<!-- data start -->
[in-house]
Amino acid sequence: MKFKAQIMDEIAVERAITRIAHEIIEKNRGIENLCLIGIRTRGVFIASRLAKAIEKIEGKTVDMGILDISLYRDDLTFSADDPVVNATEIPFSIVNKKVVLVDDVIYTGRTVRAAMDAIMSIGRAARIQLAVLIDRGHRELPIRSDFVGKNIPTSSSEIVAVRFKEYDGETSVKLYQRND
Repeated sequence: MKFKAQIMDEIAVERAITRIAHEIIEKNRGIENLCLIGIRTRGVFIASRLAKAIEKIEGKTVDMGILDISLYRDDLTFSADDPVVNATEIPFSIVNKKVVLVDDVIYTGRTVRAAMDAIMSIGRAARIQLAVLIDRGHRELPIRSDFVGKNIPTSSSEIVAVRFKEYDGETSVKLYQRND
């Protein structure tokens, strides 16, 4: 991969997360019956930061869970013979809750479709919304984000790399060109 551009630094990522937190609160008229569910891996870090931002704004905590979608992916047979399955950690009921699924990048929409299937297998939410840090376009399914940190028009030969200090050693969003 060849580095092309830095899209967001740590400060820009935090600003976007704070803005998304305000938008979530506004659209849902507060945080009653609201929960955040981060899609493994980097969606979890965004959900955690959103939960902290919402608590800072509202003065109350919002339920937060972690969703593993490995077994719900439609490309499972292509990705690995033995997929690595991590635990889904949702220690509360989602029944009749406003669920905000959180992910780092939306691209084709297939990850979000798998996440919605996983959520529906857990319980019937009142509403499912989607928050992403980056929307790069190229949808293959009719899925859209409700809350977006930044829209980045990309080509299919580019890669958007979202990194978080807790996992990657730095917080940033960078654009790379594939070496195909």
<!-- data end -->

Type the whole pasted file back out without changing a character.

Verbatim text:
[in-house]
Amino acid sequence: MKFKAQIMDEIAVERAITRIAHEIIEKNRGIENLCLIGIRTRGVFIASRLAKAIEKIEGKTVDMGILDISLYRDDLTFSADDPVVNATEIPFSIVNKKVVLVDDVIYTGRTVRAAMDAIMSIGRAARIQLAVLIDRGHRELPIRSDFVGKNIPTSSSEIVAVRFKEYDGETSVKLYQRND
Repeated sequence: MKFKAQIMDEIAVERAITRIAHEIIEKNRGIENLCLIGIRTRGVFIASRLAKAIEKIEGKTVDMGILDISLYRDDLTFSADDPVVNATEIPFSIVNKKVVLVDDVIYTGRTVRAAMDAIMSIGRAARIQLAVLIDRGHRELPIRSDFVGKNIPTSSSEIVAVRFKEYDGETSVKLYQRND
């Protein structure tokens, strides 16, 4: 991969997360019956930061869970013979809750479709919304984000790399060109 551009630094990522937190609160008229569910891996870090931002704004905590979608992916047979399955950690009921699924990048929409299937297998939410840090376009399914940190028009030969200090050693969003 060849580095092309830095899209967001740590400060820009935090600003976007704070803005998304305000938008979530506004659209849902507060945080009653609201929960955040981060899609493994980097969606979890965004959900955690959103939960902290919402608590800072509202003065109350919002339920937060972690969703593993490995077994719900439609490309499972292509990705690995033995997929690595991590635990889904949702220690509360989602029944009749406003669920905000959180992910780092939306691209084709297939990850979000798998996440919605996983959520529906857990319980019937009142509403499912989607928050992403980056929307790069190229949808293959009719899925859209409700809350977006930044829209980045990309080509299919580019890669958007979202990194978080807790996992990657730095917080940033960078654009790379594939070496195909």